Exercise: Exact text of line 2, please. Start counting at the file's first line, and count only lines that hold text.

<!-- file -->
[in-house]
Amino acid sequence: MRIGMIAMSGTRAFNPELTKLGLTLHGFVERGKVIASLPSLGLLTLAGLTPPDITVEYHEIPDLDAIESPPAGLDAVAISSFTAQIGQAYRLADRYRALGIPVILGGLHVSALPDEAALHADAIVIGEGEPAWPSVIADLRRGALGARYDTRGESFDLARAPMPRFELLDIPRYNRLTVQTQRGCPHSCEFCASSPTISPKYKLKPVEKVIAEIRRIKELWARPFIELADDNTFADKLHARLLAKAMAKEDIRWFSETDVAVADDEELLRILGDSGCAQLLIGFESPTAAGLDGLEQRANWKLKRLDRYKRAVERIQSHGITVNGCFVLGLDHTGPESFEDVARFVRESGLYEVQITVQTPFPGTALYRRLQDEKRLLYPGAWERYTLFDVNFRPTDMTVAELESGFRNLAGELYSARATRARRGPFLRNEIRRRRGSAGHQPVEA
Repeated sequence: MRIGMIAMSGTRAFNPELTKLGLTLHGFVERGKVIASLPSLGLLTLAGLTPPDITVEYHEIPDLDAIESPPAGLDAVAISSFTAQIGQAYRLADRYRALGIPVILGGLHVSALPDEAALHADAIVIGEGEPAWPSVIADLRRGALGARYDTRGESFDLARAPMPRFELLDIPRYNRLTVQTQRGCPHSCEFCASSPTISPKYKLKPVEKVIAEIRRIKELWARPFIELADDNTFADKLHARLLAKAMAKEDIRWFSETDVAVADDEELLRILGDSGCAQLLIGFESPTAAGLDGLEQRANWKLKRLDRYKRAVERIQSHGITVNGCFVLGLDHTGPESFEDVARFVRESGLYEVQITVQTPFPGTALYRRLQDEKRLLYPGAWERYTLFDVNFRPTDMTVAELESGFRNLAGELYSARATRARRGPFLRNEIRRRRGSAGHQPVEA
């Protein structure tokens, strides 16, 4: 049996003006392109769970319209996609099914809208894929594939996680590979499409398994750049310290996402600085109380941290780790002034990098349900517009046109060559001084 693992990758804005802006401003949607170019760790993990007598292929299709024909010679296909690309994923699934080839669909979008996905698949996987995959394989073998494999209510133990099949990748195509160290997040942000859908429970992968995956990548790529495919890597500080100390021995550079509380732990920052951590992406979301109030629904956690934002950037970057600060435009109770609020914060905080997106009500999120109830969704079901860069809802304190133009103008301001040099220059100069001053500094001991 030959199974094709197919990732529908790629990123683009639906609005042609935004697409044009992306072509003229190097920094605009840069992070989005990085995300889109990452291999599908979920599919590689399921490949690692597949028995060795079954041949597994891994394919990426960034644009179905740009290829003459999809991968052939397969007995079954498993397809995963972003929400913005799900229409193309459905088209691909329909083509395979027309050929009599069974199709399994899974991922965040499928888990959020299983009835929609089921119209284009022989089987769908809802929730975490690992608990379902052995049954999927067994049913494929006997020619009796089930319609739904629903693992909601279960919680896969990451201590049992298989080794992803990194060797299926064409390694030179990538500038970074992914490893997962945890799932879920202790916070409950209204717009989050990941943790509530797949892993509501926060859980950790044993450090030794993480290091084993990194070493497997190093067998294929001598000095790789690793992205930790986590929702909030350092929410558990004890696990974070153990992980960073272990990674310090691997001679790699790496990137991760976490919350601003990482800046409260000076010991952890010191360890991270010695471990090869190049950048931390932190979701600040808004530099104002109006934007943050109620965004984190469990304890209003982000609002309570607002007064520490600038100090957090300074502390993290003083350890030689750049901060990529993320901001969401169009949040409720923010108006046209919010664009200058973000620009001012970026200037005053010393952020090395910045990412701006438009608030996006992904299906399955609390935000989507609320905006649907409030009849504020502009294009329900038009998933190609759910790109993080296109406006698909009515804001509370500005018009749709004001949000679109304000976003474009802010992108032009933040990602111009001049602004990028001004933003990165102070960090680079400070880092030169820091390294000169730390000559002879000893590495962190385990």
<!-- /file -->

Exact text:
Amino acid sequence: MRIGMIAMSGTRAFNPELTKLGLTLHGFVERGKVIASLPSLGLLTLAGLTPPDITVEYHEIPDLDAIESPPAGLDAVAISSFTAQIGQAYRLADRYRALGIPVILGGLHVSALPDEAALHADAIVIGEGEPAWPSVIADLRRGALGARYDTRGESFDLARAPMPRFELLDIPRYNRLTVQTQRGCPHSCEFCASSPTISPKYKLKPVEKVIAEIRRIKELWARPFIELADDNTFADKLHARLLAKAMAKEDIRWFSETDVAVADDEELLRILGDSGCAQLLIGFESPTAAGLDGLEQRANWKLKRLDRYKRAVERIQSHGITVNGCFVLGLDHTGPESFEDVARFVRESGLYEVQITVQTPFPGTALYRRLQDEKRLLYPGAWERYTLFDVNFRPTDMTVAELESGFRNLAGELYSARATRARRGPFLRNEIRRRRGSAGHQPVEA